In recent years, new high-throughput genomic technologies, such as next-generation sequencing (NGS), have enabled a large number of studies to elucidate some of the mechanisms involved in MDS pathogenesis such as epigenetic regulation, transcription, signaling pathways, splicing, cohesin complex, apoptosis and angiogenesis. However, MDS exhibit great genetic and clinical heterogeneity, so the nature of their pathogenesis is still not fully understood.8-10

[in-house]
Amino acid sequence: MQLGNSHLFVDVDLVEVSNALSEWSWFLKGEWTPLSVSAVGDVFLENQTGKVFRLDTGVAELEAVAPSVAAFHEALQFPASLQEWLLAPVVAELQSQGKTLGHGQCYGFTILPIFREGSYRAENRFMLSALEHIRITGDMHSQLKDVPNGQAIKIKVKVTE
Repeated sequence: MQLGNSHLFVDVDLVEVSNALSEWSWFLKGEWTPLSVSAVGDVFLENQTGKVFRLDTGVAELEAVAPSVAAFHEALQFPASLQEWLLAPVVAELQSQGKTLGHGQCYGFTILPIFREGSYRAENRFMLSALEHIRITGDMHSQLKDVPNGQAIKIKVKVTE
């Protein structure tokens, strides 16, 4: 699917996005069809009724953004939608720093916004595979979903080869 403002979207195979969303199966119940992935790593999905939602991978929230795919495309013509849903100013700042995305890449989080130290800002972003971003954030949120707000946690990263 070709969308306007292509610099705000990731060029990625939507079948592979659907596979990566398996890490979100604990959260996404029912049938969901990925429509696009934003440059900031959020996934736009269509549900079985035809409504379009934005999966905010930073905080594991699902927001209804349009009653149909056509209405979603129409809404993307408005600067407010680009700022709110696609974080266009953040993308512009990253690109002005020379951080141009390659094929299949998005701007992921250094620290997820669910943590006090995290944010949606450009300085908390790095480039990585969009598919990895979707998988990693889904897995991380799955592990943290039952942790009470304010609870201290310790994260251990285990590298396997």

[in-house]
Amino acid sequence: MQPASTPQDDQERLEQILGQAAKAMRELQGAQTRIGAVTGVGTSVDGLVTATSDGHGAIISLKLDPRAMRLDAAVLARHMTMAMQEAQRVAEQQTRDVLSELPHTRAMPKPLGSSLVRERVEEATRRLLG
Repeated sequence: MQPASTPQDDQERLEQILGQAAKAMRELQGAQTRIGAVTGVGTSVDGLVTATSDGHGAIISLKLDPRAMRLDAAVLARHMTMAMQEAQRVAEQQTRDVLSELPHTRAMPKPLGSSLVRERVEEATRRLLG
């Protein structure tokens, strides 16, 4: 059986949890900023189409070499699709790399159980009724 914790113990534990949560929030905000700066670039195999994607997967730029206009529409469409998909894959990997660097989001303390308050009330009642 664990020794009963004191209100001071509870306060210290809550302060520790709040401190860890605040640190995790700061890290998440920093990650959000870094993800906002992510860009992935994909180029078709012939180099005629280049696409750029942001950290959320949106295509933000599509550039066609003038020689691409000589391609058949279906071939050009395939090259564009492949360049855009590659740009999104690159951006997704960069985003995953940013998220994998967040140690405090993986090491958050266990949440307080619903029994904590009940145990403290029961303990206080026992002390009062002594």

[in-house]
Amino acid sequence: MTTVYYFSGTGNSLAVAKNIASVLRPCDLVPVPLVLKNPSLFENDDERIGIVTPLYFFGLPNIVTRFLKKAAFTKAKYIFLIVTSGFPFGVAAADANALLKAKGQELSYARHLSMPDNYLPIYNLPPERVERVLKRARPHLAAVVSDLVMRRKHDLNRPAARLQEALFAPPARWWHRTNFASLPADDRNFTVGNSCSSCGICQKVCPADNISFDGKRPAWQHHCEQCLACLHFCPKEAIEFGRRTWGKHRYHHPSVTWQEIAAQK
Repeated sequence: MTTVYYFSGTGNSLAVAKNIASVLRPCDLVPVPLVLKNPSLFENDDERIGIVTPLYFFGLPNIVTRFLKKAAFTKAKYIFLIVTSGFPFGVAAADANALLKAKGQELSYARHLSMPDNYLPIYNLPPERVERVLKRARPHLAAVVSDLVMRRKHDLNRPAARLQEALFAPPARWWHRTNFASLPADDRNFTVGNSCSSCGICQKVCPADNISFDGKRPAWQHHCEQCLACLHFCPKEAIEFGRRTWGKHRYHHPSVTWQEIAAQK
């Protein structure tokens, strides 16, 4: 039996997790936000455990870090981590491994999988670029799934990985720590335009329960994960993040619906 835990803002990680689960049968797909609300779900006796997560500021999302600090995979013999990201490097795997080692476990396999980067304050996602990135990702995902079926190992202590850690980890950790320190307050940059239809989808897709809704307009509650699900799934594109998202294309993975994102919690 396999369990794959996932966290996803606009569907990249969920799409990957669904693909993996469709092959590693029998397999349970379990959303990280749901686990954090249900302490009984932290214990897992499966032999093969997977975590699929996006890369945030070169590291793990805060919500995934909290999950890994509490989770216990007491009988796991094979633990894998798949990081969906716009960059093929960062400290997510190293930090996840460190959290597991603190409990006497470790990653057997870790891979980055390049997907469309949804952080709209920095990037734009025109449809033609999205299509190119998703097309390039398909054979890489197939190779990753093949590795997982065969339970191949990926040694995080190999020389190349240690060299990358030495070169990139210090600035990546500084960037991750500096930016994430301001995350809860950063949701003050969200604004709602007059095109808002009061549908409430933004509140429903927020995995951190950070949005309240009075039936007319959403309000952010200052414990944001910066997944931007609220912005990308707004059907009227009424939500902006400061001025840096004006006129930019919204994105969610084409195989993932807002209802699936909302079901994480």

The mutational dynamics and clonal evolution underlying disease progression have just begun to become clear. Previous studies have identified multiple genes recurrently mutated in MDS and sAML and these have provided insight into the great intratumoral heterogeneity typical of progression from MDS to sAML.8-13 These studies have shown that the evolution of the disease is a complex process involving new additional alterations co-existing with the MDS founder clone.14 Moreover, recent studies have described the association of mutations in genes such as TET2, RUNX1, ASXL1, and STAG2 with high-risk MDS, as well as the presence of mutations in genes activating signaling pathways, such as FLT3, PTPN11, NPM1, and NRAS, which are newly acquired in sAML and associated with faster progression.15-17 However, this complexity and the lack of large cohorts of serial samples means that molecular mechanisms of disease progression are only partly understood. Thus, longitudinal sequencing genomic studies are still required to determine which mutations or combinations of them are important in leukemic transformation.